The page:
And that is one of the things that I’ve found frustrating about American political culture and American culture in general. We don’t acknowledge that change takes time, that things worth doing don’t usually produce instant results. As I watched Romney criticize Obama for his “failure” to deliver on the promise of Hope and Change in his first term, I saw a vivid illustration of the impatience and short-sightedness of America.

Sometimes I feel that Americans present an attitude of obliviousness regarding how good we’ve got it. Rather than be thankful for our first-world amenities and the security that we do have, we point to our lack. We compare the present to some idealized past or to a good era that we may have experienced in our personal lives. When I listened to Romney speak, when I saw the ads supporting him, I saw an illustration of entitlement. I saw people — and I’ll say it, white people — wanting more. Whining about their lot, ignorant that compared to so many throughout the world, they live opulent lifestyles.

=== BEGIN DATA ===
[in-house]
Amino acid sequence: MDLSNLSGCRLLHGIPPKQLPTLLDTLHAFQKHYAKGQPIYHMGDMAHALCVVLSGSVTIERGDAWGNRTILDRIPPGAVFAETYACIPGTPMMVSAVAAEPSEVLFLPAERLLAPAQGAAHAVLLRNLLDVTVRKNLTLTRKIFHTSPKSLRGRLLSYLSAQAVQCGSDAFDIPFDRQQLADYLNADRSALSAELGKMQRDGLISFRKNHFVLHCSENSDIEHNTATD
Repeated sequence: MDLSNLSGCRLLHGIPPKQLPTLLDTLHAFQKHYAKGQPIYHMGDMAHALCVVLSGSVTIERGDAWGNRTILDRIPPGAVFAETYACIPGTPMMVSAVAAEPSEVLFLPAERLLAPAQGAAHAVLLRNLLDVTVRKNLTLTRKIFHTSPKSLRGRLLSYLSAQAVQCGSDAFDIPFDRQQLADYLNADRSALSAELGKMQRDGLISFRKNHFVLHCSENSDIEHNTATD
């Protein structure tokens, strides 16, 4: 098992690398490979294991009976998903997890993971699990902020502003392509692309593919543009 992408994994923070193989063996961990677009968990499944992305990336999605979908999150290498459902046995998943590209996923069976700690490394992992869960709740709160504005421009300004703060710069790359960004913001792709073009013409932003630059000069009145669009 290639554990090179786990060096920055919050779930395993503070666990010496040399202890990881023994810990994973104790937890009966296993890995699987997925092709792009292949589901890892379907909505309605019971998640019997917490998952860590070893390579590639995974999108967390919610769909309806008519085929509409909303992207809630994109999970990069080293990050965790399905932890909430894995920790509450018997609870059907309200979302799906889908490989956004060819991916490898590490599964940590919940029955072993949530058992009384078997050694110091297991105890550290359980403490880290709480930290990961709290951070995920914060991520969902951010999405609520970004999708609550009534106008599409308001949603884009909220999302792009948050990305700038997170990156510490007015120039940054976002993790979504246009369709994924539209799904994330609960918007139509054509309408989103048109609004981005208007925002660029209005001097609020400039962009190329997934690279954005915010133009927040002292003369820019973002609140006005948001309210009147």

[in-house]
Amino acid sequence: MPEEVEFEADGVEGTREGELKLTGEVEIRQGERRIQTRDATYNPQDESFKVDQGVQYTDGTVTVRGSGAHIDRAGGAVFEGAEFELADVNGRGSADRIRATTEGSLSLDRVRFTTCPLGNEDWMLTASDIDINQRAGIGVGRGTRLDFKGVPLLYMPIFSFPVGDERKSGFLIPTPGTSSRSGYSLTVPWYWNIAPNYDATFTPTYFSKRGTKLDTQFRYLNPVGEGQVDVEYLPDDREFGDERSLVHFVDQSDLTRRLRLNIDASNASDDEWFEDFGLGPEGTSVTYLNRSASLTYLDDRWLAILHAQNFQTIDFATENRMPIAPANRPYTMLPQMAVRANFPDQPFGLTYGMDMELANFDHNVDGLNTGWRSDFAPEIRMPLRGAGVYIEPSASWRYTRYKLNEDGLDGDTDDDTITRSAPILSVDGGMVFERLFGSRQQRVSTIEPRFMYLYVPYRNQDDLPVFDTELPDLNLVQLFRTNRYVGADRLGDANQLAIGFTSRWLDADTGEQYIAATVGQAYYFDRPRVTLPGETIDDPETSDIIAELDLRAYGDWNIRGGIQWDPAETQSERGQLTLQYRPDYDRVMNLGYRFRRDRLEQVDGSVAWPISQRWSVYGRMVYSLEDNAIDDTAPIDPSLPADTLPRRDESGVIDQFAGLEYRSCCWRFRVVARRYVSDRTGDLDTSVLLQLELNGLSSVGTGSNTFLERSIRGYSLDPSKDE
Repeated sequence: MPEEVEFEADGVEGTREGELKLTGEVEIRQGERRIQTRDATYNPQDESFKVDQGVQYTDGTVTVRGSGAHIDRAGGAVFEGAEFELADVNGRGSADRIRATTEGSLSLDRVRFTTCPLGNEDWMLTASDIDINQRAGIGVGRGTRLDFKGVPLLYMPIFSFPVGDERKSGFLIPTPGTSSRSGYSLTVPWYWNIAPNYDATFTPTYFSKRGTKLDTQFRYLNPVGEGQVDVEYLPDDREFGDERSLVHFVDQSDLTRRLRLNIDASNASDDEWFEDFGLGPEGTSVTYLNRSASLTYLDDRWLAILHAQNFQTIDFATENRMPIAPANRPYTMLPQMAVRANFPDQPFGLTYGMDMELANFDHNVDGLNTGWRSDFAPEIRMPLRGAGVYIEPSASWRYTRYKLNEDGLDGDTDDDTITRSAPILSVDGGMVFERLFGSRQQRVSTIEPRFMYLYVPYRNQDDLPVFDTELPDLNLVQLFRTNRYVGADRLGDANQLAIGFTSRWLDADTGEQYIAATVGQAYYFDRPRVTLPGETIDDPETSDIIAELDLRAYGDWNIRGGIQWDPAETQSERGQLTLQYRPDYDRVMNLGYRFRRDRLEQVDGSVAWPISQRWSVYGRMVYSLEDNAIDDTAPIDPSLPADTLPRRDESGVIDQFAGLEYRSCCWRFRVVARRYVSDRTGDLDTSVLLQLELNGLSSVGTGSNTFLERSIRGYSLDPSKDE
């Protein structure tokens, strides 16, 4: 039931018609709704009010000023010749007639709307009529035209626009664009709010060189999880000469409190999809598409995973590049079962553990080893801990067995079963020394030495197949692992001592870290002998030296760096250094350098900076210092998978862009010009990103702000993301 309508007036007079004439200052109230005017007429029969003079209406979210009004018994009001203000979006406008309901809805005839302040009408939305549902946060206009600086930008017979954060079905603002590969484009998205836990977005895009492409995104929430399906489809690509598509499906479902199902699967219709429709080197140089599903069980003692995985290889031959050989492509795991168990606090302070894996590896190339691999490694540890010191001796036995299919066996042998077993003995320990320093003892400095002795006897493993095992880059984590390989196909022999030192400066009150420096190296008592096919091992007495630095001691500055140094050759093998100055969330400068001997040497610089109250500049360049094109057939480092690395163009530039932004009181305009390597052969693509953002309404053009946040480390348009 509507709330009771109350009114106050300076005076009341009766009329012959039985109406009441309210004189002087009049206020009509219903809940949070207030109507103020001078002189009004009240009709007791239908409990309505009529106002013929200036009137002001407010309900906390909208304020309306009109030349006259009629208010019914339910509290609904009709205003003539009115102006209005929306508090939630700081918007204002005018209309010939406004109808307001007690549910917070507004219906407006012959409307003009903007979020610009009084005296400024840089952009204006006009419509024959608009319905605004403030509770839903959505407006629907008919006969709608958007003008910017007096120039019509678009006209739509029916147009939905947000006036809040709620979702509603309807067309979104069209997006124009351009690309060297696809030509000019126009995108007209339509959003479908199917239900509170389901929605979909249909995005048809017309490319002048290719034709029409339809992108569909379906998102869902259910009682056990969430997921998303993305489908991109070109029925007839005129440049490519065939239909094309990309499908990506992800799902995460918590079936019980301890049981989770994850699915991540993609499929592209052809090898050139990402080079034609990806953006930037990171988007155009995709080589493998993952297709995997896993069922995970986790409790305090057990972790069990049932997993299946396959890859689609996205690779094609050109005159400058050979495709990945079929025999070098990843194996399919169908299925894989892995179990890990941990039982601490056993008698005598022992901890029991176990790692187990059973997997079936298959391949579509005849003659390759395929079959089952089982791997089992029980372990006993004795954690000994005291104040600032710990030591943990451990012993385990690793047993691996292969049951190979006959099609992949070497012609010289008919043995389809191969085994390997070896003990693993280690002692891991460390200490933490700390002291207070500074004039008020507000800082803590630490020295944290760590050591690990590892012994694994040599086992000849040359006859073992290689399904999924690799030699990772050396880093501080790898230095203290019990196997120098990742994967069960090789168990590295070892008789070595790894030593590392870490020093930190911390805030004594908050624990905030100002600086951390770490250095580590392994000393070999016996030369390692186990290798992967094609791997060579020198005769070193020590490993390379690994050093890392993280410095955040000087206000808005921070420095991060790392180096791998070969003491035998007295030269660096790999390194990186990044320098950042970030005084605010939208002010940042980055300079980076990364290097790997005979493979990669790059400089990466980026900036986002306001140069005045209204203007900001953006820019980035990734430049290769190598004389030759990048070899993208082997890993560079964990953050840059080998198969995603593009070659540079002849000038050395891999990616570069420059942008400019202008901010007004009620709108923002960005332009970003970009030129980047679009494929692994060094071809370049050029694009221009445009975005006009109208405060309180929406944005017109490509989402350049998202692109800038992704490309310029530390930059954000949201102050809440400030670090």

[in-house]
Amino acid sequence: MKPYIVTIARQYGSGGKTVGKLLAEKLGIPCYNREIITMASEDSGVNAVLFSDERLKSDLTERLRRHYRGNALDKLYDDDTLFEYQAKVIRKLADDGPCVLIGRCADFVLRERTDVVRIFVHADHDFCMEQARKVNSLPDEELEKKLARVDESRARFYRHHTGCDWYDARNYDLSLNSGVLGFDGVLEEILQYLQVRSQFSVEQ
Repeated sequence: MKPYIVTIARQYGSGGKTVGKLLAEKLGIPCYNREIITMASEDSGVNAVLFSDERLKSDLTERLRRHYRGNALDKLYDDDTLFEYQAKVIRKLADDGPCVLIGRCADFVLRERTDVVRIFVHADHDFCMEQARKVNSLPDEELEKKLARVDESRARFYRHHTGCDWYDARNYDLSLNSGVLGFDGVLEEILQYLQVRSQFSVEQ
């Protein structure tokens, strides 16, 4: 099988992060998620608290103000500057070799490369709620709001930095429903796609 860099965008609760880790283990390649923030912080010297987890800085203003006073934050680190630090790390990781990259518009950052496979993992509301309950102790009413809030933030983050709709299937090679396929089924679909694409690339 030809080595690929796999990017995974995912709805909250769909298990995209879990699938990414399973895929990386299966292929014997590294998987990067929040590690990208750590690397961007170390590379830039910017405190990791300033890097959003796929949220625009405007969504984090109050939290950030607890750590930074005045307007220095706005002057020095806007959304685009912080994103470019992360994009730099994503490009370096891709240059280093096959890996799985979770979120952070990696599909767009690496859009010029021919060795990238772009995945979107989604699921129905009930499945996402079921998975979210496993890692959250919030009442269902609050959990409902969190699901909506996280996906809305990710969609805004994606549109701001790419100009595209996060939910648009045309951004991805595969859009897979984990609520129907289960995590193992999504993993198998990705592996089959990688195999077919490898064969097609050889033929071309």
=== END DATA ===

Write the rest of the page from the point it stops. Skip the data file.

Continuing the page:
But we are a nation of 300 million diverse individuals, and those of us who recognize our privileges or lack of privileges understand that not everyone is white and middle- or upper-class. We understand that our history is complex. It’s a story of struggle and triumph, of imperialism coupled with democracy, of slavery and freedom. It’s paradoxical. It ain’t easy. Why, then, should we expect our politics to be easy? To move smoothly?

Perhaps it’s because we were taught to remain ignorant of the complexities of our own history. Perhaps its because we’re required, in order to survive the market economy, to specialize, leaving little time for civics. Perhaps it’s both and more.

As a nation, we need to figure these things out. Electing Obama for a second term moves us in the right direction. I celebrate that. Today feels good.

But there’s still a hell of a lot of work to do.